Five Reasons Why Infrastructure Sustainability Assessments Fail to Manage Community Risk #5

This is the last in a series of five posts exploring common community engagement failures in infrastructure planning. It follows on from posts exploring how world view biases are a pitfall in translating community values into operational decision-making criteria and heuristics can unhelpfully influence project option design and collective evaluation. This post considers the treatment in reporting uncertainty when reporting the outcomes of MCA to stakeholders and decision-makers.

Reason #5: Failure to present residual uncertainty to decision-takers

Usually, the MCA process leads to the reporting of one or more recommendations. A report will typically explain the MCA method and the reasons for its selection, and it will provide transparent justification for the appraisal of project options including the key factors the authors believe justify the recommendation(s).

Stakeholders, including the media, have become used to detailed impact assessments and appear to place enormous emphasis on modelling. Don’t get me wrong: as impact assessors, our bread and butter in the well-informed guess that is social impact modelling. But the reporting of uncertainty around modelled outcomes can be challenging – especially in public sector infrastructure projects.

Some MCA methods incorporate the treatment of uncertainty into the model and all methods should conduct a sensitivity analysis to demonstrate the extent to which key assumptions and weightings need to change for another option to become most preferred. But uncertainty will continue to be an important factor in many decisions.

We have been focused on the inclusion and representation of community values in MCA processes and the avoidance of reporting uncertainty is not confined to MCA. We have mentioned the IAP2 Quality Standards which require an evaluation of the success and failures of a public participation project: essentially, what the decision-maker needs to know about the limitation of the engagement given cost, time and capability constraints, and how the quality of similar future projects might be improved. Yet these evaluations are still relatively rare in the public domain.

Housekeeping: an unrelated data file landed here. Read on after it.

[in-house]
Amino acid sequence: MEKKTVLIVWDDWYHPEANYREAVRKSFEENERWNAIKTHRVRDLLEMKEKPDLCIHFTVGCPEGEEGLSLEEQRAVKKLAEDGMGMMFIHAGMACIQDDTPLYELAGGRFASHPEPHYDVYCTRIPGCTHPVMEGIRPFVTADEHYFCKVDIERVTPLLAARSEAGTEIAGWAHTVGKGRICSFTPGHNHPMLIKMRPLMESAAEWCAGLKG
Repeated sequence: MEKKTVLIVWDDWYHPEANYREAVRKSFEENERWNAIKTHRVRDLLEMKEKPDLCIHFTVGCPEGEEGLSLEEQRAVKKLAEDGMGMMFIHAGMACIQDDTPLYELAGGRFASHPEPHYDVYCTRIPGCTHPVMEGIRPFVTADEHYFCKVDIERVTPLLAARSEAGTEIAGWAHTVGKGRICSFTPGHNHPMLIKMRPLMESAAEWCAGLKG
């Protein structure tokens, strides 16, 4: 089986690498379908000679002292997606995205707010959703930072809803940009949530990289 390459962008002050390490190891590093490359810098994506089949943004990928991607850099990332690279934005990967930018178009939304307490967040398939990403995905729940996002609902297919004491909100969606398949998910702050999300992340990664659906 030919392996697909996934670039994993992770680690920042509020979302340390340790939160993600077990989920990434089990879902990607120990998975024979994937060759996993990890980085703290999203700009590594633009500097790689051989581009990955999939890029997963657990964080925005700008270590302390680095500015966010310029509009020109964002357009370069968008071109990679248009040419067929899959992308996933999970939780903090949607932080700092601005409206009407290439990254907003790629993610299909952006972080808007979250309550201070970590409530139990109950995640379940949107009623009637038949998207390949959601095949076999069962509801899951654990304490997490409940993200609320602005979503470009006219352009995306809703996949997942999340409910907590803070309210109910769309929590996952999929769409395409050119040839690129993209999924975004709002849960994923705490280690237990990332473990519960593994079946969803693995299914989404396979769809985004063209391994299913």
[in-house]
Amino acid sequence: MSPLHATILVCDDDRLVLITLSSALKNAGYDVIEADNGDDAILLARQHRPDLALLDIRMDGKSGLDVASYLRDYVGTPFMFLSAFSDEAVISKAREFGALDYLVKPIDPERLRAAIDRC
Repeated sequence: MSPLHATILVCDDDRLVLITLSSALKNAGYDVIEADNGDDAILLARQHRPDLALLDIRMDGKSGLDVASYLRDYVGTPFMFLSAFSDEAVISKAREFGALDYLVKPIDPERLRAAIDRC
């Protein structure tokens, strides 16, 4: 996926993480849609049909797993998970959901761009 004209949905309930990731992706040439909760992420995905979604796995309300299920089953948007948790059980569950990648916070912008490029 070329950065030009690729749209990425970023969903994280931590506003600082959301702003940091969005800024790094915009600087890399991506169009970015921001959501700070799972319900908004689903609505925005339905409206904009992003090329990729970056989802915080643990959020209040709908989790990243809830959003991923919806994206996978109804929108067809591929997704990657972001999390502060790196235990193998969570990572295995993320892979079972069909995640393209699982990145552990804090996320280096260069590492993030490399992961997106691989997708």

The Ostrich Effect describes the tendency to ignore information that points to failure or justify actions that led to failure to avoid taking responsibility. We see this effect after cost blow-outs on infrastructure projects. The leadership challenge is the promotion of a culture that talks opening about past short-comings and documents failures and the causes of failure. Most managers are comfortable celebrating success but leadership is required to signal the value of learning from mistakes too.

In project sustainability assessments, we have seen consultants avoid probing past mistakes for fear of putting client teams on the defensive. More successful engagements (often on projects employing Alliancing or Early Contractor Involvement procurement strategies) have been associated with the leadership team communicated the value of challenging assumptions and current practices.

To ensure equitable consideration of the most vulnerable in the community, there are some common-sense guidelines on reporting uncertainty aspect of an MCA to stakeholders and decision-makers:

  • Characterize these uncertainties as explicitly and unambiguously as possible.
  • If it is possible to assign a probability of competing assumptions being true, that will assist the decision-taker. It may be possible to construct a distribution of probabilities of a particular outcome.
  • Where possible, provide an indication of the order of magnitude of a consequence or estimate the consequences of project options under alternative scenarios.
  • Make any trade-off of risks under any option explicit to the decision-maker. Consider supplementing the performance matrix with a diagram of risk profiles under various assumptions.
  • Provide context for the uncertainty. For instance, is one project option modelled close to a steep part of the likely cost curve or does an option come close to a previous trigger of community outrage.
  • Objectively report the level of agreement and disagreement among participants/experts and the detailed reasons for that disagreement. While consensus is desirable, it is not mandatory.
  • Where relevant, provide recommendations to further reduce uncertainty (the nature of scale of further studies/the type of studies that are not useful in reducing uncertainty, continued monitoring of the situation, or targeted consultation).

Key point #5:

Decision quality extends to the decision-taker being entrusted to understand the limitations of the analysis and being able to tolerate both ambiguity and a degree of uncertainty.